Apparently my thoughts have wider use than merely game design. I was contacted by Ms. Morris from the Open Site blog, regarding my post on game difficulty, which apparently had something in common about multitasking. Here is a test her team created that examines the user’s ability to multitask. Check it out, if you have a minute or two:
In addition to not writing anything here, I’ve been doing an IndieGOGO-campaign for Games&Tales’ new board game project: Salvage Team! And I shall continue to not write anything here, because so much has already been written around the campaign and Games&Tales’ website. Go check them out, if you wish to have your mind blown. And enjoy the pretty picture.
During my Werewolf: The Forsaken-game, I wanted for the players to feel like brutal criminal enforcers, since that’s pretty much what they were at that point. I had them break in the home of two thugs who they needed to beat up. During the scene, which I wanted to feel vivid and violent, I had the thugs put up some token resistance. That little few seconds of facial reconstruction took about fifteen minutes of game time. And at that point I decided that I want a system to handle an entire combat scene with a single roll.
Why do we even have a distinct combat system? How does trying to kill (or subjugate) an opponent fundamentally differ from trying to persuade him? One of the theories is that players want more control in situations where their characters might die. Well, I was recently in a situation where my character had to climb an elevator shaft down. I rolled badly and she died. Poof. Had the situation been in combat, I would have rolled for initiative, made a tactical choice, rolled to hit, rolled to dodge, raised my heroism to avoid dying (it was an exotic system), or done any other of the myriad of choices. But the end result would have been the same: My character would be dead.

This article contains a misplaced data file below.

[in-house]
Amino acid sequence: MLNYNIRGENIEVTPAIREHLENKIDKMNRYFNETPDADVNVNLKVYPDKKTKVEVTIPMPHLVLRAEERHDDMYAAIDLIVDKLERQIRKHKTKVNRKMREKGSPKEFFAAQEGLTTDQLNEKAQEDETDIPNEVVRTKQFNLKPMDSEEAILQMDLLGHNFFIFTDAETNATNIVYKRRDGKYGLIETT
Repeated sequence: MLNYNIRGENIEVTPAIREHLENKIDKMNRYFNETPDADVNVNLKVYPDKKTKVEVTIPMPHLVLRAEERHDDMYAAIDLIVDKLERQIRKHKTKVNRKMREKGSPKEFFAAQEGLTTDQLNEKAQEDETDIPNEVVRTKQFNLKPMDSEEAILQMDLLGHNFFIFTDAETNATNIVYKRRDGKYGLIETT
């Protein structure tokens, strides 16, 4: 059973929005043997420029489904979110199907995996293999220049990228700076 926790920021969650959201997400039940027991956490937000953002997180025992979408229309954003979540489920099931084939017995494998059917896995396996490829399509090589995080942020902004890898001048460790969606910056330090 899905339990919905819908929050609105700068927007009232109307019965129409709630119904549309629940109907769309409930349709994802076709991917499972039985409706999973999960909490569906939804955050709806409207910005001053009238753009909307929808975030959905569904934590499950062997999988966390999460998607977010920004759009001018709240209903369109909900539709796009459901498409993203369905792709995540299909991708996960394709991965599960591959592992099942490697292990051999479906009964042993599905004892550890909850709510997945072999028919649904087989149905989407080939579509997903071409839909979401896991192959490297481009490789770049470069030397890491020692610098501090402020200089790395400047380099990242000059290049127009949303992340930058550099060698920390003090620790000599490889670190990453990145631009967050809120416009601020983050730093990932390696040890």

Another theory that I just made up is that roleplaying games still retain the cultural heritage of Chainmail and the first Dungeons and Dragons. That the meat of the game is fighting for your life, and that is why it should be simulated very carefully. Or perhaps it’s just the local playerbase. Regardless, that shouldn’t be the case.
So, in my opinion combat shouldn’t have any privileges in relation to other situations where a roll for success is required. And so, I set out to design a new system to handle any situation with a single roll. In addition, I wanted a system that would include time and the degree of success as a significant aspect. I would also like the system to be scalable to accommodate any situation. Here is the end result:
Every check has a Success Roll. Checks might also have modifier rolls: Time Roll, Environmental Impact roll and Attrition roll.
Success Roll is a single d10. In a contested roll, the players succeed on a 6-10. Depending on what the situation calls for, the players add an appropriate Affinity, which are Physical, Mental and Spiritual. Then they reduce the opponent’s Affinity. Then the players and the opponent start listing their Competences, which nudge the success range up or down.
Time Roll is a singe d10. First the GM and the players define how long the action should take. That is used as a base, which the Time Roll modifies: 1 means that the action is absurdly fast, 2 means the action is significantly faster, 3-4 means the action is slightly faster, 5-6 means no deviation from the base time, 7-8 means it took slightly more time, 9 means significantly more time and 10 means it took and absurd amount of time.
Environmental Impact roll is a single d10, which measures how much the action affects the environment. At 1-4 the action has negligible environmental effect, 5-7 means slight environmental impact, 8-9 significant, and 10 absurd impact. This roll is modified by the tools and the skills the characters are willing to use.
Attrition Roll is a single d4, d6, d8 or d10 for each side. The die result is directly the amount of attrition that is dealt to each side. The winning side can nudge either Attrition dice on one-on-one basis for the amount they went over the success line with the Success Roll. In a contested roll, either side may up the ante by increasing the die size for both participants.